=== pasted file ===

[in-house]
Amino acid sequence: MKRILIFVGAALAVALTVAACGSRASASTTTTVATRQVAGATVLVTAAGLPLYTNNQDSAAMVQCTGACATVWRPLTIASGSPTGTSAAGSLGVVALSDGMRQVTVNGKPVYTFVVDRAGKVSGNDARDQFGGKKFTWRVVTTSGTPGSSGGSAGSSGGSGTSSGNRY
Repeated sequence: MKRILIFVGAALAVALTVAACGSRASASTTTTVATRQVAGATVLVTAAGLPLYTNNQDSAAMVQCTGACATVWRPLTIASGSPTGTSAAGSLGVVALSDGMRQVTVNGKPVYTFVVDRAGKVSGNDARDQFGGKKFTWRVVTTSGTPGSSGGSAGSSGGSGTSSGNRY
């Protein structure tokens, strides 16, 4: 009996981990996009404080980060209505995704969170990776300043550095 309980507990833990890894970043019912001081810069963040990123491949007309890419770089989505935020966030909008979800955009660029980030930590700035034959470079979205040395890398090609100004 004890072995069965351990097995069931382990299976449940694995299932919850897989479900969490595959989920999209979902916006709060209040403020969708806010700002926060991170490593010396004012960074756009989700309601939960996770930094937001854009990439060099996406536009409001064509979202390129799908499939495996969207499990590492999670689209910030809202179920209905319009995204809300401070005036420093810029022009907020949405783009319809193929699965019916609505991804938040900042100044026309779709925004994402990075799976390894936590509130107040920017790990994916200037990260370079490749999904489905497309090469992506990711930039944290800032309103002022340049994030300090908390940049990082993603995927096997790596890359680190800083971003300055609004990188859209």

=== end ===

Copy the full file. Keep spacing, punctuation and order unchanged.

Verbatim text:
[in-house]
Amino acid sequence: MKRILIFVGAALAVALTVAACGSRASASTTTTVATRQVAGATVLVTAAGLPLYTNNQDSAAMVQCTGACATVWRPLTIASGSPTGTSAAGSLGVVALSDGMRQVTVNGKPVYTFVVDRAGKVSGNDARDQFGGKKFTWRVVTTSGTPGSSGGSAGSSGGSGTSSGNRY
Repeated sequence: MKRILIFVGAALAVALTVAACGSRASASTTTTVATRQVAGATVLVTAAGLPLYTNNQDSAAMVQCTGACATVWRPLTIASGSPTGTSAAGSLGVVALSDGMRQVTVNGKPVYTFVVDRAGKVSGNDARDQFGGKKFTWRVVTTSGTPGSSGGSAGSSGGSGTSSGNRY
């Protein structure tokens, strides 16, 4: 009996981990996009404080980060209505995704969170990776300043550095 309980507990833990890894970043019912001081810069963040990123491949007309890419770089989505935020966030909008979800955009660029980030930590700035034959470079979205040395890398090609100004 004890072995069965351990097995069931382990299976449940694995299932919850897989479900969490595959989920999209979902916006709060209040403020969708806010700002926060991170490593010396004012960074756009989700309601939960996770930094937001854009990439060099996406536009409001064509979202390129799908499939495996969207499990590492999670689209910030809202179920209905319009995204809300401070005036420093810029022009907020949405783009319809193929699965019916609505991804938040900042100044026309779709925004994402990075799976390894936590509130107040920017790990994916200037990260370079490749999904489905497309090469992506990711930039944290800032309103002022340049994030300090908390940049990082993603995927096997790596890359680190800083971003300055609004990188859209």